Before power couples became fashionable, Bisbee had its own. Elaine and Joseph Saba were just that and their impact and influence on this community left a lasting mark. For over 60 years they were a part of just about everything in town.
Dr. Joseph Saba, Joe to his friends, was born in Guaymas Sonora Mexico in 1910 to Lebanese parents. He attended Santa Clara University followed by medical school at the University of St. Louis. After interning at St. Joseph’s Hospital in Phoenix, he settled in Bisbee in 1936 practicing at the Copper Queen Dispensary and Hospital.
Elaine was born in Columbus, Nebraska in 1913 where her father was a piano builder. Free spirited and smart, she was adventurous and curious. She graduated from the University of Nebraska in Social Work and ended up in Arizona working for the WPA assisting migrant workers in the cantaloupe fields. She moved on to the U of A working with rehabilitation and resettlement of workers in the Coolidge area. She came to Bisbee with the Federal Child Welfare Program living first at the YWCA and then at the Copper Queen Hotel. There she met the town’s new young doctor who worked across Howell Avenue at the hospital. They met professionally but quickly fell in love. Joe said he took one look at her and knew he’d met his soul mate. Evidently she had the same idea and they were married June 20, 1938.
For the next half century and more the Sabas made a home, raised four children, Bill, Raul, Joseph, Jr. and Jeannie and became an integral part of the community that had evolved from mining camp to small city in less than a century. Dr. Joe was dignified, strong and confident with his patients. Like all the clinic doctors, he was on call for mining accidents. When the whistle blew he would head for the emergency room. He made house calls too, and almost to the end of his career he continued to visit his patients at their homes long after most in his profession had abandoned that bygone practice. He was a personal care practitioner before the term was coined. Dr. Saba also brought a lot of Bisbeeites into the world delivering over 2500 babies during his years at the hospital.
Elaine was energetic, curious and confident. She managed the home they built on Powell Street in Warren, looked after young Bill while Joe was serving in the South Pacific and over the years became increasingly active in Bisbee’s community and cultural life. The late Dan Davies called her a natural leader and she was that with the YWCA, Bisbee Council on Arts and Humanities, American Cancer Society, and many others. She was a driving force behind two of the town’s distinctive treasures: the Bisbee Mining and Historical Museum and the Muheim Heritage House. She spearheaded fundraising efforts, organized rummage sales, and was hard to say no to when she called. A formidable organizer, she always seemed to have more energy than everyone else and she was a perfectionist making sure that things were done right.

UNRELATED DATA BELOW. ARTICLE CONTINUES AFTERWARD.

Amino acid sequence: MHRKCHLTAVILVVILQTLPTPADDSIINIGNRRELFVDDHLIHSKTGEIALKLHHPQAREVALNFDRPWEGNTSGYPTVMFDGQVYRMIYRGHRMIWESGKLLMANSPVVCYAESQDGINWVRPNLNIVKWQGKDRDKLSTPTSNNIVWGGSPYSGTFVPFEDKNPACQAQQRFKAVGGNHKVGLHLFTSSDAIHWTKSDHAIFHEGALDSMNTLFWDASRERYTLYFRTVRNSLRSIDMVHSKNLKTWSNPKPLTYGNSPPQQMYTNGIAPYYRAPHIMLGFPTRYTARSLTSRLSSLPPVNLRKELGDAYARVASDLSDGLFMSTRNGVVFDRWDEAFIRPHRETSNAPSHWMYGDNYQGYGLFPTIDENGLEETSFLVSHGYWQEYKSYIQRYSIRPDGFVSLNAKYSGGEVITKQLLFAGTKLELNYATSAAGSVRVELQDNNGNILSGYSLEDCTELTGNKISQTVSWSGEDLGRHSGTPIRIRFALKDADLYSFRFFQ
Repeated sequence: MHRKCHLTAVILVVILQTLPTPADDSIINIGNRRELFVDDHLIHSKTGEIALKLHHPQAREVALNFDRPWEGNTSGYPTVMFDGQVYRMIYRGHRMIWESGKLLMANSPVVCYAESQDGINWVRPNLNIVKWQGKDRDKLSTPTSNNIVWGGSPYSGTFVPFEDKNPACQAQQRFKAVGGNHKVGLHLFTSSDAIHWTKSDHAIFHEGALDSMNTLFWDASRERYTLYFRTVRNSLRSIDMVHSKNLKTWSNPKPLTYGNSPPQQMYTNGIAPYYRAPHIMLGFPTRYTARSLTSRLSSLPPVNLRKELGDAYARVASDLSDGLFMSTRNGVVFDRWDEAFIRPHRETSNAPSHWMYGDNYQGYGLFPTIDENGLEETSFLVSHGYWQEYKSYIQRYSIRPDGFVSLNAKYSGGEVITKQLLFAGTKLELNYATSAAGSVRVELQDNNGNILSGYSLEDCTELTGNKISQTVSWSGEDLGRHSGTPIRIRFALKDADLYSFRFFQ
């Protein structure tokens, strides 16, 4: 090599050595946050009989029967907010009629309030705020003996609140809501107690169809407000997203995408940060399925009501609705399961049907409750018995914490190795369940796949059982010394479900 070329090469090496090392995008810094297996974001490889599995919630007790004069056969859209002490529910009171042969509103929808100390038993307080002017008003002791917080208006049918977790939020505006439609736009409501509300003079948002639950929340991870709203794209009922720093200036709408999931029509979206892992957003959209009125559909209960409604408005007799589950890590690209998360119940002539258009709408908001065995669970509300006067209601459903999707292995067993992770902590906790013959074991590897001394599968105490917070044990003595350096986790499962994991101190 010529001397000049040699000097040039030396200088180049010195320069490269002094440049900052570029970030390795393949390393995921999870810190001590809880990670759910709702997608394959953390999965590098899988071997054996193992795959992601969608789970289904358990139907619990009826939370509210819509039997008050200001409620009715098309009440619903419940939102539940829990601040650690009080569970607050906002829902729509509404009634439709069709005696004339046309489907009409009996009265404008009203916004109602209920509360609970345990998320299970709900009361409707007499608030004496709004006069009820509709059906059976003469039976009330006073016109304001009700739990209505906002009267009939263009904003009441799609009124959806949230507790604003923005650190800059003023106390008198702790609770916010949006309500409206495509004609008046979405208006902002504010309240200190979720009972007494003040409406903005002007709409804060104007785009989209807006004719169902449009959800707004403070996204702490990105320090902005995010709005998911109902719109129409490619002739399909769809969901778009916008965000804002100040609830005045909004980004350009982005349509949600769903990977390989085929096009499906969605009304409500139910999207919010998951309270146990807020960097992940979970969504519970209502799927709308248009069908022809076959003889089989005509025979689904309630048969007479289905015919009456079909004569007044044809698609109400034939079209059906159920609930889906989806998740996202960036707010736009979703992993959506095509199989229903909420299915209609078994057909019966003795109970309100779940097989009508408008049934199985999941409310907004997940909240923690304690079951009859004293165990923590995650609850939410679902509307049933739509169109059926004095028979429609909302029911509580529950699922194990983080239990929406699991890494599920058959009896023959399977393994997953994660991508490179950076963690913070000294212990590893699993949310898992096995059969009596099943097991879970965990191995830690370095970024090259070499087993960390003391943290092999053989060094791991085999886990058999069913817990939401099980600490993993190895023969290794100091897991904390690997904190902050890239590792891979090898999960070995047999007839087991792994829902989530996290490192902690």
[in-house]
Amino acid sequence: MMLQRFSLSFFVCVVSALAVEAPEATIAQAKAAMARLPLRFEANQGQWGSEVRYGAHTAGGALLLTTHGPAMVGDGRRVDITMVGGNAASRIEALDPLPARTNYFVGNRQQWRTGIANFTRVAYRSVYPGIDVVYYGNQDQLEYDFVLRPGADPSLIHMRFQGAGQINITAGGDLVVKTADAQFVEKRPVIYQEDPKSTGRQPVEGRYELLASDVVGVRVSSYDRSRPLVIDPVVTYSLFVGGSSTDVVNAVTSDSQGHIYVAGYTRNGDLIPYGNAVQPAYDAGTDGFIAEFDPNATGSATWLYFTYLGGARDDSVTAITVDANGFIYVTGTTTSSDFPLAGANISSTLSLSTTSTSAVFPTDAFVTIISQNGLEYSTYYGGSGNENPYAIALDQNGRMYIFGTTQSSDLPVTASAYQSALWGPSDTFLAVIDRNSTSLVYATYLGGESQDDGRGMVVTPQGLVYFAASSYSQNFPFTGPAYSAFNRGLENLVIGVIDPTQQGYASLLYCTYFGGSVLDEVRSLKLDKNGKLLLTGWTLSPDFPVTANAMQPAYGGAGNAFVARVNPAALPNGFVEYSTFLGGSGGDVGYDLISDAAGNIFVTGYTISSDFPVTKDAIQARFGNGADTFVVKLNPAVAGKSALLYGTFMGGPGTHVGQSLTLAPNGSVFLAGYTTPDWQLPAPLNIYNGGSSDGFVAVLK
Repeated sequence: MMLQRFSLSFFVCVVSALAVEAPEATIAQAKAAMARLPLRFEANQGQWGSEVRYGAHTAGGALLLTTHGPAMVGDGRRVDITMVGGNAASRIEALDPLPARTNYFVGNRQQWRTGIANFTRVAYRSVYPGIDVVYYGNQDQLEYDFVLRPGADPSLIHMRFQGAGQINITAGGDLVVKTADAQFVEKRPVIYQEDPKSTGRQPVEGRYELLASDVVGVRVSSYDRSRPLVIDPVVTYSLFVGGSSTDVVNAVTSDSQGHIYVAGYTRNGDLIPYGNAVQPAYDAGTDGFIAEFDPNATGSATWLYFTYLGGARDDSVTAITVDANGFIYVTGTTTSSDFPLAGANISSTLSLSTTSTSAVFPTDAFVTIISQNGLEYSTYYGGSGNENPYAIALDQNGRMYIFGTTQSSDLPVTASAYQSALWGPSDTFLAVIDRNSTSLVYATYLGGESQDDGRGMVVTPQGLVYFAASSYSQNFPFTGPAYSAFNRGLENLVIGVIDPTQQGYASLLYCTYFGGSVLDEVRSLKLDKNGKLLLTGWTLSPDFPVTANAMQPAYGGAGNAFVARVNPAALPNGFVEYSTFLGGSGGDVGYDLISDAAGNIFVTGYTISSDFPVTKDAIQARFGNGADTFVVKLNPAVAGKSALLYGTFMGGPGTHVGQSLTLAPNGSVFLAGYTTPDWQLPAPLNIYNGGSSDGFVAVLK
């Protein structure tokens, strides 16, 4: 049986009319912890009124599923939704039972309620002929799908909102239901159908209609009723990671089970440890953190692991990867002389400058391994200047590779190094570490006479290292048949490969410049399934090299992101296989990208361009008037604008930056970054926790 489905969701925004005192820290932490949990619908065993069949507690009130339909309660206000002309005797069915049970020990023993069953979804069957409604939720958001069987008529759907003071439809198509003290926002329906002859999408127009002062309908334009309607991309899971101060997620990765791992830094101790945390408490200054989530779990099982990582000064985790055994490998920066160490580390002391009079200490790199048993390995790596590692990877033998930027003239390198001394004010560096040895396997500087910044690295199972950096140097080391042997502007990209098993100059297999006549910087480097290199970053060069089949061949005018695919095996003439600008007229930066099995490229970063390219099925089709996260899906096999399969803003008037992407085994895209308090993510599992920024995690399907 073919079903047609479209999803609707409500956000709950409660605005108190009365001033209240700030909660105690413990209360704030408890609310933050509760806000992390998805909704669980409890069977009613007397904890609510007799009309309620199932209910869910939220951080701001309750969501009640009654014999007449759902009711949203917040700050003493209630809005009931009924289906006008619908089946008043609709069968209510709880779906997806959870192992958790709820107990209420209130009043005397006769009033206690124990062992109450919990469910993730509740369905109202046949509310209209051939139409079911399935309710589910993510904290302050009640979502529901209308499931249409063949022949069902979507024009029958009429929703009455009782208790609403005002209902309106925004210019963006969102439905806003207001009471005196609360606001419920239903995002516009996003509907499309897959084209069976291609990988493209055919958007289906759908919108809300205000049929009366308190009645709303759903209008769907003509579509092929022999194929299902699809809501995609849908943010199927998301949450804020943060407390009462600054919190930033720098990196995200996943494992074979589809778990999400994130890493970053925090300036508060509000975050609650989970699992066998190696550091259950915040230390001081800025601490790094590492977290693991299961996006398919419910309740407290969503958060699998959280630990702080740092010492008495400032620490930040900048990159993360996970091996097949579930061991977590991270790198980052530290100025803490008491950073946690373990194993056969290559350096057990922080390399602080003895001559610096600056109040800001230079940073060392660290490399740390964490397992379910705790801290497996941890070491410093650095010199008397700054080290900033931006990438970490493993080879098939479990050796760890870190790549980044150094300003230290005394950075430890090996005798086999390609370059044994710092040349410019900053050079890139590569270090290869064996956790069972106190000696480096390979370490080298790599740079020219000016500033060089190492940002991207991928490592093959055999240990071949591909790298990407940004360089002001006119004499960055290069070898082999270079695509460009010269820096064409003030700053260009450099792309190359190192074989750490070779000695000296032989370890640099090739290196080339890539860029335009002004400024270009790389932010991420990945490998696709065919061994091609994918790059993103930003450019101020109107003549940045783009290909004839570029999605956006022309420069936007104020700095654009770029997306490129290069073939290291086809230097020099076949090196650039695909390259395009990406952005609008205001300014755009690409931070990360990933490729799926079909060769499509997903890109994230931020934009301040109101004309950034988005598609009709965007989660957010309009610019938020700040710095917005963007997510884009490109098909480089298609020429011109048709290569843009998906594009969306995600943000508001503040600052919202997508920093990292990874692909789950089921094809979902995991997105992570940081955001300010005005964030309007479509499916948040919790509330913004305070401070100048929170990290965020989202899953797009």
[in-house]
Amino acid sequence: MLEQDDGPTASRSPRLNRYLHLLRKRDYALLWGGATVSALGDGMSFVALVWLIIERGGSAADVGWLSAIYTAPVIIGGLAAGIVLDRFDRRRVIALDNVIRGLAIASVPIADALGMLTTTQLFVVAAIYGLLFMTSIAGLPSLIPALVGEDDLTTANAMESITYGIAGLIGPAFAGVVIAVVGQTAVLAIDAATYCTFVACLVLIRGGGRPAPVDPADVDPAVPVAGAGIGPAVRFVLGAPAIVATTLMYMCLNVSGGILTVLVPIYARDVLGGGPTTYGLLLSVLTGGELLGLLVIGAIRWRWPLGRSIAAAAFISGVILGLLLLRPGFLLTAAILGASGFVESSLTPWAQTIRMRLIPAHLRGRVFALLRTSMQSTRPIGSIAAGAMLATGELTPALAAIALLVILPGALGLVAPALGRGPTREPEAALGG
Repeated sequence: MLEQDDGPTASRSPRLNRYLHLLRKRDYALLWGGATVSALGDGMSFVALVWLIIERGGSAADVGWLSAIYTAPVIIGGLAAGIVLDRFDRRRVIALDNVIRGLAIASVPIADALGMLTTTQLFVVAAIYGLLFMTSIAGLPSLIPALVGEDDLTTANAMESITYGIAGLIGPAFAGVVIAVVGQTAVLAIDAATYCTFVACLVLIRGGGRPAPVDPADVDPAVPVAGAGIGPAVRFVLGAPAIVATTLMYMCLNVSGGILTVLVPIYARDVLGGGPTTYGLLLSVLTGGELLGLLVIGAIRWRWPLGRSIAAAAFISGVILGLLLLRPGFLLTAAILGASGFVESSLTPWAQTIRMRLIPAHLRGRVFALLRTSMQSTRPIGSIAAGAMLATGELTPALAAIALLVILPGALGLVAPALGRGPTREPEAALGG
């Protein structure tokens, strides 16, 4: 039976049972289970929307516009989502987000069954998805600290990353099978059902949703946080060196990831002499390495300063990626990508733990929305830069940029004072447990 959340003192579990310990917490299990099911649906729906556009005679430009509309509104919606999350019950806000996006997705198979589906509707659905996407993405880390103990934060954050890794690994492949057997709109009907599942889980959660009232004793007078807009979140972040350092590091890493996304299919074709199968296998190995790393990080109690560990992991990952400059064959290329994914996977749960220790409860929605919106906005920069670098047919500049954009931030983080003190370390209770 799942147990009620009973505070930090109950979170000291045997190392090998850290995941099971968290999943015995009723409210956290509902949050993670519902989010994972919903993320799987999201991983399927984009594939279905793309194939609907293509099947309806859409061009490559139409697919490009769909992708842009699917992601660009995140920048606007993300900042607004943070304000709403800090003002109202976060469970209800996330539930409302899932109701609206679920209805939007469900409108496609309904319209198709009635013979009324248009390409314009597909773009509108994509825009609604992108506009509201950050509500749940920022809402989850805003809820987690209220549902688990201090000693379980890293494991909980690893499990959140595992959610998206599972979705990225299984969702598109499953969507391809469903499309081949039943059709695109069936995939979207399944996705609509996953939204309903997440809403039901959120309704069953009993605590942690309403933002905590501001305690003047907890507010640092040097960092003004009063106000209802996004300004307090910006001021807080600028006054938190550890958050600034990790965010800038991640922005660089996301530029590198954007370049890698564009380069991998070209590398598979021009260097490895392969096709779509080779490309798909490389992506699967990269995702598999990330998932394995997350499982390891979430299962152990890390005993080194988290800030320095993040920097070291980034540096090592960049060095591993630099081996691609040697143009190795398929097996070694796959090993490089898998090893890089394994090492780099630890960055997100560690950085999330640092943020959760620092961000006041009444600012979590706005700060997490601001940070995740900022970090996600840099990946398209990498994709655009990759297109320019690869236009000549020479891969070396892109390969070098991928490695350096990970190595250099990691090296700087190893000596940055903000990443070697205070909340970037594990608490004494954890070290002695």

The doctors at the Copper Queen Hospital held high profile positions in Bisbee, but Joe and Elaine were never pretentious. They were devoted to their kids and made sure they had opportunities to explore and learn about the world. As a family they travelled the globe, often with a 16mm camera along to remember what they’d seen. We watched some of those travel movies in Latin class at Bisbee High School.
Dr. Saba spent his entire professional career in Bisbee. He was involved in the design of what became known as the “new” hospital in Warren and, in 1967, was appointed Chief Surgeon. He retired from Phelps Dodge in 1975 though his patients let him go reluctantly. Elaine never retired. It seemed that as the years went by and the children were grown and making their own lives, she got busier and more involved in the community she loved.
That community took note and responded as the museum, Muheim House and other projects developed. The Sabas stayed active pursuing their interests and watching their kids succeed. Joe was an outdoorsman who loved hunting and fishing and he took trips to Mexico to enjoy his hobbies. In 1988, they celebrated their 50th wedding anniversary with a mass at St. Patrick’s Church celebrated by Father Joseph Saba Jr., or Pepe as he is known to folks in town.
In 1995, after a life of dedicated service to Bisbee and more than 57 years shared with his soul mate, Dr. Joseph Saba died. To honor him, the acute care wing of the Copper Queen Community Hospital was named in his memory. It was a fitting way to remember the man who was Bisbee’s doctor and who was part of our lives for so long.
Elaine kept on keeping busy for several more years. In between organizing, directing and leading the effort for the projects she held dear, she found time to travel, see her children and grandchildren and amazingly write an autobiography. That ebullient spirit born on the Nebraska prairie never left her. She was tireless in her efforts to make sure her beloved Muheim Heritage House would receive national recognition and that it be protected and cared for. When she died in 2008, Bisbee lost another founding spirit whose personal commitment helped the town renew itself and thrive.
The hospital at Cole Avenue and Bisbee Road has changed a lot since it opened over 50 years ago, but Dr. Saba’s name and spirit live on there just as Elaine’s legacy can be felt at the Muheim House on Youngblood Hill or at the Museum in the old General Office Building. The Saba home on Powell still stands and on many weekends, Pepe comes down from Tucson to work on projects that Elaine no doubt would be overseeing if she were still here.
People have come and gone from Bisbee over the years. Some stay for awhile, move on and are forgotten. Others, like Dr. Joe and Elaine Saba, stayed for a lifetime and left their mark. In one way or another, they touched everyone in town and made it a better place to live. They were truly Bisbee’s first power couple.